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|Posted on October 10, 2013 at 6:33 AM|
Cassandra and I were part of the "media" contingent at MommyCon LA Babywearing World Record Event on Sunday, October 6, 2013. We had such a wonderful time walking the floor, meeting vendors and being inspired by the wonderful speakers as we looked and listened to bring all the happenings back to you. See the bottom of this posts for links to more of the activity!
At 2:00 pm, the third person to take the stage on Sunday was January Harshe, founder of Birth Without Fear, sponsored by Nüroo. She started a facebook page with a simple message - that birth does not have to be scary, and that we have choices. That message has resonated and grown into an incredible community that is active on-line 24/7.
Here are the notes I took as she delivered her message on Sunday:
You are judged for your choices no matter what you make. Life is hard – we are all doing our best. The last thing we need to do is judge others – be kind to one another.
Choices – you do have a choice when it comes to birth.
With her fourth child, she decided to have complete faith in her body. We are indoctrinated with unrealistic images of birth in the media – either it’s completely zen calm and peaceful (my note: and in the middle of nowhere somewhere beautiful), or it’s a major emergency when mother and baby need to have a life-saving operation.
There is a choice not to cut – you can choose to birth via cesarean or vaginally – you can choose to breastfeed or pump or to give formula.
The days when the OB told a mom what to do and how it’s going to go – that is changing. She's striving to make them numbered.
January wants to tell as many women as possible that they have a choice:
It’s up to me how I birth
What is another mom going through? How does she need to heal? “This is my vagina – if I want to have a baby out of it – it’s my choice.”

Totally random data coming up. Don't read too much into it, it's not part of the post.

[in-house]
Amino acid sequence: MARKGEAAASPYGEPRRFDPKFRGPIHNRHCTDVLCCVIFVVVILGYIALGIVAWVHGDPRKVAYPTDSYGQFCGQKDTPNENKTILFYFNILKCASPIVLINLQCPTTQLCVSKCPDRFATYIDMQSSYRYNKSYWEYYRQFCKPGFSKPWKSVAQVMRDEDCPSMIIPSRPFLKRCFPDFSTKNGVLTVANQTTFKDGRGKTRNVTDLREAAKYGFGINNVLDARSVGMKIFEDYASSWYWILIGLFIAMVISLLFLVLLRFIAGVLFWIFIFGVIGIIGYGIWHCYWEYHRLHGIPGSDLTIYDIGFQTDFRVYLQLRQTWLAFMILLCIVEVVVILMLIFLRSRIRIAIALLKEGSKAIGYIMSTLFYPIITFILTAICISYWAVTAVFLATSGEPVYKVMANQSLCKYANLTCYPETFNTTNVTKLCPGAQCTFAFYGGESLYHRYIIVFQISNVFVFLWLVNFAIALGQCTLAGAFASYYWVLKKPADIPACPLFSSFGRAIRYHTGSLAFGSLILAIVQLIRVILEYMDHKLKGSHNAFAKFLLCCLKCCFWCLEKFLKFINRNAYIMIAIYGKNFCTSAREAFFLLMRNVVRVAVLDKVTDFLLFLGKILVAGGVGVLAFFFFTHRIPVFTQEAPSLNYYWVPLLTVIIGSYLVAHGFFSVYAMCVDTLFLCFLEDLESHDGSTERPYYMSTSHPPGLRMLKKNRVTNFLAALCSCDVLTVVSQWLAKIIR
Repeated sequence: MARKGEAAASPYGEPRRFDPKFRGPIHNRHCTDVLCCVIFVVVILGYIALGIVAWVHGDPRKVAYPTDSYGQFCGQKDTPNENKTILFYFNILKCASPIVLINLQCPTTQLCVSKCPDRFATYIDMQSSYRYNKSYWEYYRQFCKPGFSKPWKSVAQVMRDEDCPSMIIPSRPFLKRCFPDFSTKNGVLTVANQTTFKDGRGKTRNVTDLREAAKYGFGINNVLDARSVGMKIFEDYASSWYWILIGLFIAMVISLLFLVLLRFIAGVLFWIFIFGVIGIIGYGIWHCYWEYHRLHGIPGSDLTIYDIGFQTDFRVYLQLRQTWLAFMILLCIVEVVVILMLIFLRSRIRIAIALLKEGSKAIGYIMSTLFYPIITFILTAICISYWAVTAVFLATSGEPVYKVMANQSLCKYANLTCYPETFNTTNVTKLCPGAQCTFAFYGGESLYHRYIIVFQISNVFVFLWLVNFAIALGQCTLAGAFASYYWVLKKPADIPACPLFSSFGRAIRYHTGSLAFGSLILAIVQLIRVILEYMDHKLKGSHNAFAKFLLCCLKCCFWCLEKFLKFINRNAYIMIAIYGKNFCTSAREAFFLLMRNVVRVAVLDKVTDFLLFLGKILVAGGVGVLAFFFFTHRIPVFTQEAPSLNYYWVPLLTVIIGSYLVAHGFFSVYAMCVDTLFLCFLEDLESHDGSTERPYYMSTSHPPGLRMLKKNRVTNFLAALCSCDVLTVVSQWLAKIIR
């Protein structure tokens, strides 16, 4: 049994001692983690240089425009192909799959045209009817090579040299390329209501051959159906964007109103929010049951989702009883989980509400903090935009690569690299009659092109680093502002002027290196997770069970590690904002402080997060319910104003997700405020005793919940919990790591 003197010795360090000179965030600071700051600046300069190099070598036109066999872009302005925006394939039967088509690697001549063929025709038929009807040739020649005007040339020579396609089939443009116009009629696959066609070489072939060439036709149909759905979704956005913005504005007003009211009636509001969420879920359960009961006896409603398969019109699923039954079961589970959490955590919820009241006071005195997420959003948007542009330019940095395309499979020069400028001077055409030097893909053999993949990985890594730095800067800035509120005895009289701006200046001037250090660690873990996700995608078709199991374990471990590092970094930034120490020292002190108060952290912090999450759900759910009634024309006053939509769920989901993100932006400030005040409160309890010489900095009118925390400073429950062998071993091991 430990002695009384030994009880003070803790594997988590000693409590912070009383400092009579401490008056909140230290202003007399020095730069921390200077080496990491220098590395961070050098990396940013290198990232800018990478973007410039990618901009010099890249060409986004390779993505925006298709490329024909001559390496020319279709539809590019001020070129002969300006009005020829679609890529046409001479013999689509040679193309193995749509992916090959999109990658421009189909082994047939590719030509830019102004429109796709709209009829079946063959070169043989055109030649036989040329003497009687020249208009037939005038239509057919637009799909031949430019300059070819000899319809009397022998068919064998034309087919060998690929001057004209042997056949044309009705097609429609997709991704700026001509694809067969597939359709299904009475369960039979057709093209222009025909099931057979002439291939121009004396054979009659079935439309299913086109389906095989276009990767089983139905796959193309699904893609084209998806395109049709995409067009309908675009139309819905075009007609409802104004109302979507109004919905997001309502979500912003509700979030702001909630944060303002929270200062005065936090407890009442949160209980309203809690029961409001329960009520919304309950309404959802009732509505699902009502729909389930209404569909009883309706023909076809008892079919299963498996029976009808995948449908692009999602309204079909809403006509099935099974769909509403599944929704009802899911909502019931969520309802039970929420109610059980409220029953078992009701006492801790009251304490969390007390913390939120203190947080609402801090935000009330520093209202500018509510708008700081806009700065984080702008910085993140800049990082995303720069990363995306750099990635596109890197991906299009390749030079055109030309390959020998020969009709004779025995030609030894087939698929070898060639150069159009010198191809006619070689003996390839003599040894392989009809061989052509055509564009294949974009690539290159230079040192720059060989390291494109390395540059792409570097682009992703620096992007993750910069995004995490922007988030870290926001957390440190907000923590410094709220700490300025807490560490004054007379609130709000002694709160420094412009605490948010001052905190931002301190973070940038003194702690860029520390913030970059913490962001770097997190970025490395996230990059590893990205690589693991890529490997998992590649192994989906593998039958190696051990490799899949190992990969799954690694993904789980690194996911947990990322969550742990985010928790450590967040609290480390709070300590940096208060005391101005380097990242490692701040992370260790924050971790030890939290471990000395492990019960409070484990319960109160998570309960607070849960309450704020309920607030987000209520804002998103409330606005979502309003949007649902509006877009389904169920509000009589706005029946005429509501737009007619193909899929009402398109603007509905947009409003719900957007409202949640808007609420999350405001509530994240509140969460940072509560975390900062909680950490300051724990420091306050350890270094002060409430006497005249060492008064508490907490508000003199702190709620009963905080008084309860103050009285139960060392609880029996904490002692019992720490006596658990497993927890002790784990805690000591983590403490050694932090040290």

If you can’t find someone to support your choice – do more than sit online and complain. Start acting as a consumer – demand change.
I heard a paradigm shift in her presentation:
You hire your care provider to do a service. Find someone to do the job you want them to do. If they don’t listen, respect your choice, then you know it’s time to hire someone else.
The last thing you want is to go home with a new baby and the trauma from a bad birth experience. Your care provider doesn’t have to live with your birth – you do.
If there were no moms birthing in the hospitals any more, they would be quick to change their policies!
We need to take the power back for ourselves – our daughters – our granddaughters.
The feeling of “I rocked this birth – I can do anything” should not be rare and exclusive.
We need to go into birth feeling supported and empowered.
How we birth affects our postpartum experience.
If you have postpartum depression, and you always feel like you are going to cry – Cry. It’s okay – you are still a good mom. (melt – I love this woman’s message!!)
After a VBAC with her third child, within 15 minutes her care provider started tearing apart her birth and her choices and deflated her "VBAC high". The care provider was callous and careless, and her postpartum experience left her questioning herself.